Closed Joliet YMCA will reopen as youth center

MorningStar Mission Ministries hopes to have programs in place by fall on Briggs Street

Youth will return to the YMCA building on Briggs Street.

And they may have a better future because of it.

At least that’s part of the mission for MorningStar Mission Ministries’ first venture into youth services.

“My philosophy has always been if you help the youth establish themselves and give them the helping hand they need, I think you’re going to avoid them needing our services later in life,” MorningStar Mission Executive Director Sandi Perzee said.

MorningStar Mission’s services are shelter and food for the homeless, which it provides on Washington Street in Joliet.

“We see so many children come through our doors with their parents, and we’d like to break that cycle,” Perzee said Friday as she talked about MorningStar’s plan.

The YMCA is part of the plan, as MorningStar hopes to restart youth programs in the building at 1350 S. Briggs St. that closed more than a year ago.

The Zoning Board of Appeals, which previously rejected the MorningStar plan when it included a proposal to build 10 affordable housing units for adults, on Thursday approved the revised plan for youth services only.

The YMCA would run after-school programs and a summer day camp as MorningStar collaborates with other local agencies to provide programs. Catholic Charities will run a Head Start program, and MorningStar will have a day care center.

“We want to get in there as soon as possible,” Perzee said. “We have some churches and other groups who want to start some sports programs.”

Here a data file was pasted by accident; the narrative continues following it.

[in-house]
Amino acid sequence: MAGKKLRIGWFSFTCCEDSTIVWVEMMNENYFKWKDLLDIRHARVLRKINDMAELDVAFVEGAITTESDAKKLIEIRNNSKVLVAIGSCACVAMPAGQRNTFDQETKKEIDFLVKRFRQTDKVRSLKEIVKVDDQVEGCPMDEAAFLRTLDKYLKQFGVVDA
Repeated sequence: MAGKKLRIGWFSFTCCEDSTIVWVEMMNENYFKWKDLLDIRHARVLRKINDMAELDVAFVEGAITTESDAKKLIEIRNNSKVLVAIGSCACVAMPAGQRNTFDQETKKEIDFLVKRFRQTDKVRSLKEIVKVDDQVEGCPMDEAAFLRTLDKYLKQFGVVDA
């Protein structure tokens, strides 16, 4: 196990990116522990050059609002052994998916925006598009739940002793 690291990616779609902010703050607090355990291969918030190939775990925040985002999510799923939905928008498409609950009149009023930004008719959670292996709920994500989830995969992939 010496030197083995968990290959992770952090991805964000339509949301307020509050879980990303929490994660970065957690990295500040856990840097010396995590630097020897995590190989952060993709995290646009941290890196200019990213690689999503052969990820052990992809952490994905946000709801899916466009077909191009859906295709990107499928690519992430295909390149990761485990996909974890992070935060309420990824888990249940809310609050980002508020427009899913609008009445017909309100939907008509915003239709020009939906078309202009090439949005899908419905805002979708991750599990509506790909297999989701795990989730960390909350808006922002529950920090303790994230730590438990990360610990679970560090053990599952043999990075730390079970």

The zoning board voted unanimously for the special-use permit MorningStar needs to get started. The board’s vote is the final say on the permit.

In January, the zoning board voted unanimously against the plan. Board members questioned the idea of adult housing near a facility devoted to youth programs.

Some residents also voiced concerns about low-income housing built on the site, which includes 26.5 acres of land.

That concern resurfaced Thursday at the zoning board meeting when one resident questioned what MorningStar plans to do with the 26.5 acres.

Attorney Nathaniel Washburn, who represented MorningStar, noted the property “has been this way for many decades,” with the acres beyond the building being “a large yard.”

MorningStar is restricted from adding adult housing without approval from the city by the terms of the special-use permit, which includes a condition prohibiting housing on the site.

The rejection of affordable housing on the site marked the second time in recent years that the city turned down a MorningStar plan for housing. In December 2020, the zoning board voted against a plan to convert a Larkin Avenue hotel into supportive housing for the homeless.

Perzee said MorningStar has no plans for the 26.5 acres and will be busy getting the youth programs started.